Structural and cultural proximity to Russian is definitely a factor. Belarusian is an East Slavic language, just like Russian, and the Belarusian alphabet was elaborated based on the Cyrillic script. In the early twentieth century, before modern Belarusian was defined, the language was written using the Latin alphabet, Arabic alphabet, or sometimes even the Hebrew script. Today, two main dialects of Belarusian exist: North-Eastern and South-Western Belarusian, although the area between the two has some distinct characteristics that seems to militate for a Middle Belarusian pseudo-dialect. Another less common dialect in the country, the West Palyesian dialect, is more linguistically linked to Ukraine, and spoken almost exclusively by individuals living in the Ukraine.

Since Belarus is not a signatory member of the European Charter for Regional or Minority Languages, there is no international oversight of its regional minority languages. However, Belarusian is considered a regional language in Poland and also a recognized minority language in the Czech Republic, Ukraine, and Lithuania. All but one of these nations being signatories of the Charter, there seems to be at least some hope for continued maintenance and revitalization.

A large number of the younger population of Belarus appears to be tired of their culture living in Russia’s shadow.  In a direct break with Soviet and 20th century post-Soviet times, they want to revitalize the culture and language of Belarus in order to increase cultural pride and move towards a more distinctive national identity and culture.

Image source
As it turns out, this excitement and push towards a national revitalization of Belarusian goes farther than just the youth.  Many scholars indicate that language courses in Belarusian are emerging everywhere and they are not just for the purpose of teaching the language. It seems that they are also serving as an expression of pride in Belarus that has not been seen for over a century.

Predictably enough, language seems to be one of first steps towards cultural revival and revitalization. As a new generation emerges into the workforce that has no memories of Soviet control, it will be interesting to observe what the Belarusian youth decides is most important for language and culture. Will they continue to choose Russian and embrace Soviet-enforced ideas of the superiority of the Russian language? Or will they reclaim their culture and language as they search for their generation’s identity? “Political is daily, cultural is eternal”, says Alena Makouskaya, one of the coordinators of the Belarus language campaign, indicating that Belarusian is considered an emblem and a token of pride.

References:

"Belarusian Language." Encyclopedia Britannica. Encyclopedia Britannica, Inc., 06 Mar. 2003. Web. 09 Apr. 2017.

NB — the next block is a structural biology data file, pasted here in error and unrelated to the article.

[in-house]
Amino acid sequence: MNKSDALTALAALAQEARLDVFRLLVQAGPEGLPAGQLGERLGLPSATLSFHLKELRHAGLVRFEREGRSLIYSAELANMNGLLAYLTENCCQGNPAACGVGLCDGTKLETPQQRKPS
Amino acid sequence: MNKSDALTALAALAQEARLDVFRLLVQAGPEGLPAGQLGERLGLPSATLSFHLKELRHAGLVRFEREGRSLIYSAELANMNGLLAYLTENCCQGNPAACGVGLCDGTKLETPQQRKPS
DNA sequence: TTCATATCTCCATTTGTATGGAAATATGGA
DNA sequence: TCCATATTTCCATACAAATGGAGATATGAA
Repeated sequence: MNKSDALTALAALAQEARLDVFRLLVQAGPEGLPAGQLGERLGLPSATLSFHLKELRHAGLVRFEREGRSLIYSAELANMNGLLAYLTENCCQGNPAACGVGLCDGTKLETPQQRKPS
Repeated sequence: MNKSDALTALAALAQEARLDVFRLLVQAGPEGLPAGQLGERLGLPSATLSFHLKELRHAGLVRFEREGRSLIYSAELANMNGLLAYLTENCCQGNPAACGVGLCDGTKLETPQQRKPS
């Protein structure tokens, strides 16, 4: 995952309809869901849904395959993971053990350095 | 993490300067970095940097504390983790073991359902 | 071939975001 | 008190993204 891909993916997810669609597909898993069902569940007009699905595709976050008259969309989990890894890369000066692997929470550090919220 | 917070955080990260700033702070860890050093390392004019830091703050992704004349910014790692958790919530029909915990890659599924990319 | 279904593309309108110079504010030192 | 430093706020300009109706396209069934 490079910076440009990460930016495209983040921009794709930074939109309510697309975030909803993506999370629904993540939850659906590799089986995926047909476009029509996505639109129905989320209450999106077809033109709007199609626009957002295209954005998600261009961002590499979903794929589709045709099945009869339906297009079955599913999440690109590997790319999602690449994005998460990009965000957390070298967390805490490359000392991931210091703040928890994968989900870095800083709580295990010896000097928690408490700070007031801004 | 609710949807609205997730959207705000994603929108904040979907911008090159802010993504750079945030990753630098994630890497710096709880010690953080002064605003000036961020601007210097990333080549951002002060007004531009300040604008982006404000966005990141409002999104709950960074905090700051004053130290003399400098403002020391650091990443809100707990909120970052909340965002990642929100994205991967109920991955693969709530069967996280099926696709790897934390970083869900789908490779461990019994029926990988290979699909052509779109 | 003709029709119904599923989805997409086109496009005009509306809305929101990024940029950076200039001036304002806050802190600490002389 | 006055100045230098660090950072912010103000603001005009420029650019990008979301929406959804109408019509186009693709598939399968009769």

"History of Belarussian Language." Europe-Cities. Europe Cities, 2017. Web. 09 Apr. 2017.

Minsk, Katerina Barushka in. "After Decades of Russian Dominance, Belarus Reclaims Its Language." The Guardian. Guardian News and Media, 28 Jan. 2015. Web. 09 Apr. 2017.

See also: Alyssa Lowery’s blog, titled Belarusian on the Road to Revival, on Linguis Europae, http://eucenterillinois-language.blogspot.com/2017/02/belarusian-on-road-to-revival.html

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Marshall is a graduate student in European Union Studies at the University of Illinois. He is planning on getting his MA in European Union Studies in May 2018 and is currently applying to law schools to pursue a career in international business law or international human rights/immigration law. He wrote this text in the 418 ‘Language and Minorities in Europe’ course in the spring of 2017.
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Monday, October 2, 2017

Latin American influx and tourism in Barcelona, the clash between Spanish and Catalan

by Rafael Arturo Rodriguez Diaz

History has taught us that when a region develops certain elements, such as a sense of identity and even independent governance, they will look for sovereignty. Language is one of those essential elements for a population to develop an identity and distinguish themselves from others. In Spain, a wealthy and highly industrialized region with a strong desire for independence is Catalonia (BBC). Catalan, with more than a millennium of history (“Latin American”, 3),  is recognized as the official language of the region, along with Spanish. However, the region is also known for its many Latin American immigrants which live in some of the most touristy places in Spain, like the city of Barcelona. In the next few paragraphs, I will present examples of how Latin American immigration and tourism in the region have reinforced the use of the Spanish over Catalan in the city of Barcelona, and how this represents a threat for the Catalan language and the eagerness of Catalonians to separate from the rest of Spain.